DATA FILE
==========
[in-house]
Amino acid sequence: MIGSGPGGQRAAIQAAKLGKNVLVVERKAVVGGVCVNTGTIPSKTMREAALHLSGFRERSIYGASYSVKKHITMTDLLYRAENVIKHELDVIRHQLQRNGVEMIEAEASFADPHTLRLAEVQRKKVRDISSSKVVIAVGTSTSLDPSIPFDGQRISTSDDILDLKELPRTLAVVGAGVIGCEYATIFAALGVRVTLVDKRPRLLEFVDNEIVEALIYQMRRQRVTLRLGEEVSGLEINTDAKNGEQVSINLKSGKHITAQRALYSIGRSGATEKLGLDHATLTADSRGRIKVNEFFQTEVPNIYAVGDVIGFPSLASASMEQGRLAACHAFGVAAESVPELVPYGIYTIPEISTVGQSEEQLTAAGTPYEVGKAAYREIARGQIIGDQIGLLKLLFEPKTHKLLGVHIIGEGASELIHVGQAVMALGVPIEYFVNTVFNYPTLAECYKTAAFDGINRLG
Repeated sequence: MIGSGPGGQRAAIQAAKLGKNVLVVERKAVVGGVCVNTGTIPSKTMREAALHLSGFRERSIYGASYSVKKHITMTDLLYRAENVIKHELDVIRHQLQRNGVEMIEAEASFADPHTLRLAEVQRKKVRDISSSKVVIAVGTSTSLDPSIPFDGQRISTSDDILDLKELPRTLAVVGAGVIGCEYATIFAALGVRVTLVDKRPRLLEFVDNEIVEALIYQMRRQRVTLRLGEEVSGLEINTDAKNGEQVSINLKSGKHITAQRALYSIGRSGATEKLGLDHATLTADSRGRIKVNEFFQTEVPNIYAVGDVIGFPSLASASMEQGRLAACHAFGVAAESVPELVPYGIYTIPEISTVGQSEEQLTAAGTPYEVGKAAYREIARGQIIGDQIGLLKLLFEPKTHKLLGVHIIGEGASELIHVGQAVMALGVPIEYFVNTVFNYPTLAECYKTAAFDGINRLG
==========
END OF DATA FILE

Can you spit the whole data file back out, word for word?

[in-house]
Amino acid sequence: MIGSGPGGQRAAIQAAKLGKNVLVVERKAVVGGVCVNTGTIPSKTMREAALHLSGFRERSIYGASYSVKKHITMTDLLYRAENVIKHELDVIRHQLQRNGVEMIEAEASFADPHTLRLAEVQRKKVRDISSSKVVIAVGTSTSLDPSIPFDGQRISTSDDILDLKELPRTLAVVGAGVIGCEYATIFAALGVRVTLVDKRPRLLEFVDNEIVEALIYQMRRQRVTLRLGEEVSGLEINTDAKNGEQVSINLKSGKHITAQRALYSIGRSGATEKLGLDHATLTADSRGRIKVNEFFQTEVPNIYAVGDVIGFPSLASASMEQGRLAACHAFGVAAESVPELVPYGIYTIPEISTVGQSEEQLTAAGTPYEVGKAAYREIARGQIIGDQIGLLKLLFEPKTHKLLGVHIIGEGASELIHVGQAVMALGVPIEYFVNTVFNYPTLAECYKTAAFDGINRLG
Repeated sequence: MIGSGPGGQRAAIQAAKLGKNVLVVERKAVVGGVCVNTGTIPSKTMREAALHLSGFRERSIYGASYSVKKHITMTDLLYRAENVIKHELDVIRHQLQRNGVEMIEAEASFADPHTLRLAEVQRKKVRDISSSKVVIAVGTSTSLDPSIPFDGQRISTSDDILDLKELPRTLAVVGAGVIGCEYATIFAALGVRVTLVDKRPRLLEFVDNEIVEALIYQMRRQRVTLRLGEEVSGLEINTDAKNGEQVSINLKSGKHITAQRALYSIGRSGATEKLGLDHATLTADSRGRIKVNEFFQTEVPNIYAVGDVIGFPSLASASMEQGRLAACHAFGVAAESVPELVPYGIYTIPEISTVGQSEEQLTAAGTPYEVGKAAYREIARGQIIGDQIGLLKLLFEPKTHKLLGVHIIGEGASELIHVGQAVMALGVPIEYFVNTVFNYPTLAECYKTAAFDGINRLG